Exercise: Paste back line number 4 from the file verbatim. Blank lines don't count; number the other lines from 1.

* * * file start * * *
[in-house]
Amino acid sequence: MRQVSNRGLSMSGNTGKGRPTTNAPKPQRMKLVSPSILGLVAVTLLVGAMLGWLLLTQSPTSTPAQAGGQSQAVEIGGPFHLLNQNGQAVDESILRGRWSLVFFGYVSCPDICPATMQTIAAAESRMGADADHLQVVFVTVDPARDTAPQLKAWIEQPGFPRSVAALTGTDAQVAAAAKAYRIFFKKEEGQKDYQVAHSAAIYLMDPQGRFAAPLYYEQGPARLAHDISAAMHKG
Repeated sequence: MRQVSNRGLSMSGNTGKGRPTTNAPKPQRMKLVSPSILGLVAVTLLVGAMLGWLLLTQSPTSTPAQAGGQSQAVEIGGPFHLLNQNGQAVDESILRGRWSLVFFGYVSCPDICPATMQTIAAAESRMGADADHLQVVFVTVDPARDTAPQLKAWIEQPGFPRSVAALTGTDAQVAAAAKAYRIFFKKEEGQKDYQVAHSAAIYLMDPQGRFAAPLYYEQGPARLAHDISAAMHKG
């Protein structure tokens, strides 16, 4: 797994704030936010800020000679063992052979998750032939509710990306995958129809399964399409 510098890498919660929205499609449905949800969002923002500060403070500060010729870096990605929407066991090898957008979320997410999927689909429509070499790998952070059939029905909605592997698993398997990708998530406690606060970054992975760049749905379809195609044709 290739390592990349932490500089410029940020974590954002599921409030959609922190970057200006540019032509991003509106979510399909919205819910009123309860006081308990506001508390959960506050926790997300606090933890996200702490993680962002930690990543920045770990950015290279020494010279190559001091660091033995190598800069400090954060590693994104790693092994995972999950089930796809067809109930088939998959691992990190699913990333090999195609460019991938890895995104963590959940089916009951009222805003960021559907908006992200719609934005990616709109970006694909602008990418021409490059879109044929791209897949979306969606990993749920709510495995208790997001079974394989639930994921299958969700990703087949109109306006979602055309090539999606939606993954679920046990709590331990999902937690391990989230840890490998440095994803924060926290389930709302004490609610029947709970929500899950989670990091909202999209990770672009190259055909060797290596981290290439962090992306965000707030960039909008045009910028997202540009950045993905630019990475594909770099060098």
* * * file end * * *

């Protein structure tokens, strides 16, 4: 797994704030936010800020000679063992052979998750032939509710990306995958129809399964399409 510098890498919660929205499609449905949800969002923002500060403070500060010729870096990605929407066991090898957008979320997410999927689909429509070499790998952070059939029905909605592997698993398997990708998530406690606060970054992975760049749905379809195609044709 290739390592990349932490500089410029940020974590954002599921409030959609922190970057200006540019032509991003509106979510399909919205819910009123309860006081308990506001508390959960506050926790997300606090933890996200702490993680962002930690990543920045770990950015290279020494010279190559001091660091033995190598800069400090954060590693994104790693092994995972999950089930796809067809109930088939998959691992990190699913990333090999195609460019991938890895995104963590959940089916009951009222805003960021559907908006992200719609934005990616709109970006694909602008990418021409490059879109044929791209897949979306969606990993749920709510495995208790997001079974394989639930994921299958969700990703087949109109306006979602055309090539999606939606993954679920046990709590331990999902937690391990989230840890490998440095994803924060926290389930709302004490609610029947709970929500899950989670990091909202999209990770672009190259055909060797290596981290290439962090992306965000707030960039909008045009910028997202540009950045993905630019990475594909770099060098």